As the big tech tyrants tighten their grip, join us for more free speech at Parler—the anti-censorship social media platform.
It seems the Trudeau government will continue to blame their predecessors for problems within Canada’s institutions even as they rapidly approach the end of their full first term in office.
On Tuesday, the Auditor General published his report which noted that backlogs had grown significantly under the Trudeau government due to an inflexible system.
In response, Liberal Immigration Minister Ahmed Hussen placed a large portion of the blame on the previous Harper government.
Minister Hussen specifically blamed the “half-baked reforms” embarked upon by the former Conservatives in 2012.
Conservative Immigration Critic Michelle Rempel has rejected that response.
“I cannot believe with six weeks left in Parliament after four years, they’re coming out here and saying it’s Stephen Harper’s fault. That’s just patently ridiculous,” said Rempel.
While the blame game makes sense early in a government’s tenure, this late in the fourth year seems desperate if not just sad.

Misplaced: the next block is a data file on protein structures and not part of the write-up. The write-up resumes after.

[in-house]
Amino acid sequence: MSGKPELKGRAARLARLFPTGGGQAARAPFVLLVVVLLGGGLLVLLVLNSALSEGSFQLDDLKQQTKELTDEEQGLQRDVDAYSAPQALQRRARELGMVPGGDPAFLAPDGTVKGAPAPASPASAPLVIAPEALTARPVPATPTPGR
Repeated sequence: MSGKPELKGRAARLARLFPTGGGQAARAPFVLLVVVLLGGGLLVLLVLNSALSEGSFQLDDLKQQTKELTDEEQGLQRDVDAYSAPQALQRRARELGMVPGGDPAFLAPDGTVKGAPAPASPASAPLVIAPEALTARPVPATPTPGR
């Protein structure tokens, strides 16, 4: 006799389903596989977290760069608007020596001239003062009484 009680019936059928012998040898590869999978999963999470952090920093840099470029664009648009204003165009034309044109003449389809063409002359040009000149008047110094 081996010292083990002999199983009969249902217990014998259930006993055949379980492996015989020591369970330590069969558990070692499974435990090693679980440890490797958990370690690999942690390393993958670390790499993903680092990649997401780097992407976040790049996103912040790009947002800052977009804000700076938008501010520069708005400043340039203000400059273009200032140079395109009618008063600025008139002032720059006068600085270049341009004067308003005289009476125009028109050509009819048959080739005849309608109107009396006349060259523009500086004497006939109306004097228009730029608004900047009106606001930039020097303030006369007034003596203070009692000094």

The Trudeau government has had four successive budgets to fix this development problem, but instead, they focused on repeatedly demonizing those who criticized them.
Even more bizarrely, the Liberals have now adopted a policy that some would consider even more extreme than what many of their harshest critiques requested.
Recently, the Liberal government announced that they would turn away any refugees who have filed prior asylum claims in other countries.
The move comes in the midst of an attempt by Minister of Border Security Bill Blair is engaging with his American counterparts to try and solve the issues with the Safe Third Country Agreement.
Given this massive U-turn, you would think the government would finally own up to their mistake, and admit that their handling of the situation was horrifically offside.
But no—instead, I suspect that they will continue to blame others, while telling us that we experienced the situation differently.
What do you think? Join the conversation by commenting below!